Triggered by a popular uprise against the previous government, a populist politician and convicted kidnapper won via a landslide victory on Sunday in a snap presidential election in Kyrgyzstan.
According to the central electoral commission of the country, the landslide victory winner of the presidential election, Sadyr Japarov, got 80 percent of the vote.
In addition, more than 80 of the voters also supported the proposal made by Japarov to redistribute political power away from Parliament into the hands of the president.
Convicted for Kidnapping a Governor
The 52-year-old, Japarov, was still in jail in September, as he is still serving a long term for orchestrating the kidnapping of a provincial governor, but it is a charge that he denounced as politically motivated.
However, a violent upheaval that erupted in October of 2020 over a disputed parliamentary election sprung Mr. Japarov from a prison cell to the seat of the prime minister.
He assumed the interim presidency a few days later before resigning to run for the said office.
The main investigative body of the country canceled right away the conviction of the now Kyrgyzstan president, Japarov, The New York Times reported.
Criticized by his detractors as a corrupt nationalist with links to organized crime, Japarov tried to consolidated society behind his campaign.
As of late Sunday, reports of voting irregularities scattered, and at the time the election authorities mentioned that the turnout was estimated at 39 percent.
During a news conference on Sunday night in the capital, Bishkek shared that Kyrgyzstan needs political stability now most of all.
The Kyrgyzstan President also shared during the news conference, that he calls on opponents to unite and the minority should submit to the majority.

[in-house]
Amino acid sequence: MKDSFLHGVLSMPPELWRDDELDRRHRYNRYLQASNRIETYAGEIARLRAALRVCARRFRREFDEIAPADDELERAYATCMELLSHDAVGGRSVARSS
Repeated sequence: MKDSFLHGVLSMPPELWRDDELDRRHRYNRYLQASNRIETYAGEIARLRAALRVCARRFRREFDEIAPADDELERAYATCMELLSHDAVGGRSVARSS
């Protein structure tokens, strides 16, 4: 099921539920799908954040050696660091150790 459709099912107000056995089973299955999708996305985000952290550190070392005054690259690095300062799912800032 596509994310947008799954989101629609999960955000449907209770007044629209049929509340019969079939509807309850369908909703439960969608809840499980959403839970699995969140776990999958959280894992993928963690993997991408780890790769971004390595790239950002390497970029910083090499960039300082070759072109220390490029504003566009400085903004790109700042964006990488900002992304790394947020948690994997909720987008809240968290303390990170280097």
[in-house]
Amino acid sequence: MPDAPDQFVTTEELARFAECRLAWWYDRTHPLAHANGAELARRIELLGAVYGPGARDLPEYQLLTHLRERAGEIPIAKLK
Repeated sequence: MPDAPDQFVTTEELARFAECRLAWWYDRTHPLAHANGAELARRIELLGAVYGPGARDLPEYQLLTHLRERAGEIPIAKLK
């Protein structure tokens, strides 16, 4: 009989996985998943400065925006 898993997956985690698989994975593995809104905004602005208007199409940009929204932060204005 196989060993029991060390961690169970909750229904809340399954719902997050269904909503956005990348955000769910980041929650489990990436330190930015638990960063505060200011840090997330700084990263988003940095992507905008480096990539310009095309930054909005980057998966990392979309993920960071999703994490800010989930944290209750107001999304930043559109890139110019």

The landslide victory winner also added that he came to power during challenging times as there is a crisis everywhere, The Associated Press reported.
A Central Asia expert based in Moscow, Arkady Dubnov described Japarov as a populist Robin Hood figure who came to power on the promise of giving the public a quickie relief.
When he spoke on Sunday to a Russian radio station, Ekho Moskvy, Dubnov emphasized that more upheaval was inevitable in Kyrgyzstan.
The Central Asia expert also shared that the way how the whole system of power in Kyrgyzstan was whipped and uprooted in just 48 hours shows the instability of the government institutions in the country.
A landlocked former Soviet republic and home of 6.3 million individuals, Kyrgyzstan has suffered recurrent political strife as three of its presidents, which includes the current Kyrgyzstan president Japarov, and its predecessor Sooronbay Jeenbekov, have been toppled in violent revolts since the independence of the country from Moscow in 1991, AFP reported via MSN.
During the most recent political turmoil, protesters have captured the main government building that houses Parliament and the offices of the president.
Triggered by credible allegations of widespread vote-buying in the parliament election last fall, a violent mob stormed through the infrastructure which left piles of debris behind.
After the said protests, the Russian President, Vladimir v. Putin shared that the main problem of the country, Kyrgyzstan, was that its elites were trying to fit their domestic policy into the mold of a number of Western countries.